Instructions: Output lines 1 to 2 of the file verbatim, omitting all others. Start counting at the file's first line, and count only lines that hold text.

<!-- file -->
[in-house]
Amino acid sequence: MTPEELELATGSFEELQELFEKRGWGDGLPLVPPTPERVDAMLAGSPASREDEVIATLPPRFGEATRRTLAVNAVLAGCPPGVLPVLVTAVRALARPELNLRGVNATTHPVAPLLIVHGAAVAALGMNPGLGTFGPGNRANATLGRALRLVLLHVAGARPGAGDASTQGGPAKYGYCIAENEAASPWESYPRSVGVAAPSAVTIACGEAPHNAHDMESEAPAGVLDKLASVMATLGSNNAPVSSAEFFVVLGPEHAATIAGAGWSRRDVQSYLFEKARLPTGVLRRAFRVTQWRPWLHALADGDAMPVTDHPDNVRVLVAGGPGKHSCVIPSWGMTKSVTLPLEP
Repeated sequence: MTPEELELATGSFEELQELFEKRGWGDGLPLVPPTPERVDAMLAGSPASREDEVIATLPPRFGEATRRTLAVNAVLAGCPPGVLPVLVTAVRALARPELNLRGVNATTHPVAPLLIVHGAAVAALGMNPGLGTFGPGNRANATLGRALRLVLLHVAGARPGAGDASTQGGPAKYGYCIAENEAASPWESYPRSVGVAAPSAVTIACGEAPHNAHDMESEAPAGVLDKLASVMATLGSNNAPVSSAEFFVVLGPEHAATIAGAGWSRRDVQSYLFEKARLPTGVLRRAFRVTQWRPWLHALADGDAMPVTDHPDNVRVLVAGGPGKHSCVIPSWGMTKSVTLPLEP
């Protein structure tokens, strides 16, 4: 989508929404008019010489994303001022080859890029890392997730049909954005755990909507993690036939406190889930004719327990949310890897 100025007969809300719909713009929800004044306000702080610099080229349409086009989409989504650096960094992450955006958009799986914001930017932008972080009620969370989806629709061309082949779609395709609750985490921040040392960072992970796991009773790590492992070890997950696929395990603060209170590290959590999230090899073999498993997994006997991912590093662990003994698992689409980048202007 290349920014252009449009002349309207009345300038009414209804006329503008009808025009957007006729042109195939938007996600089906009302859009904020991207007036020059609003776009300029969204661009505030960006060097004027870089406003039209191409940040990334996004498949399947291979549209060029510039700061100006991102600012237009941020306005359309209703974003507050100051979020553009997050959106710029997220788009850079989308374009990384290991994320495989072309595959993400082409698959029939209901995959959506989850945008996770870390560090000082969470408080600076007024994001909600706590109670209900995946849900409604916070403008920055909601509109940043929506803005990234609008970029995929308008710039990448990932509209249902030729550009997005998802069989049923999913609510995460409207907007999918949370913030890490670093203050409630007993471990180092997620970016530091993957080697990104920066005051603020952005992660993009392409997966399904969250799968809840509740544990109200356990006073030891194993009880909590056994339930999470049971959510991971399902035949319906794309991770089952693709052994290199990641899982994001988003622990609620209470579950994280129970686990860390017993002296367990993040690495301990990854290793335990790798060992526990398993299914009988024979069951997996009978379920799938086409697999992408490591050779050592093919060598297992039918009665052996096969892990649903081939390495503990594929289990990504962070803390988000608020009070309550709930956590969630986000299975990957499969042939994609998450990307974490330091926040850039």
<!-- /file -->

[in-house]
Amino acid sequence: MTPEELELATGSFEELQELFEKRGWGDGLPLVPPTPERVDAMLAGSPASREDEVIATLPPRFGEATRRTLAVNAVLAGCPPGVLPVLVTAVRALARPELNLRGVNATTHPVAPLLIVHGAAVAALGMNPGLGTFGPGNRANATLGRALRLVLLHVAGARPGAGDASTQGGPAKYGYCIAENEAASPWESYPRSVGVAAPSAVTIACGEAPHNAHDMESEAPAGVLDKLASVMATLGSNNAPVSSAEFFVVLGPEHAATIAGAGWSRRDVQSYLFEKARLPTGVLRRAFRVTQWRPWLHALADGDAMPVTDHPDNVRVLVAGGPGKHSCVIPSWGMTKSVTLPLEP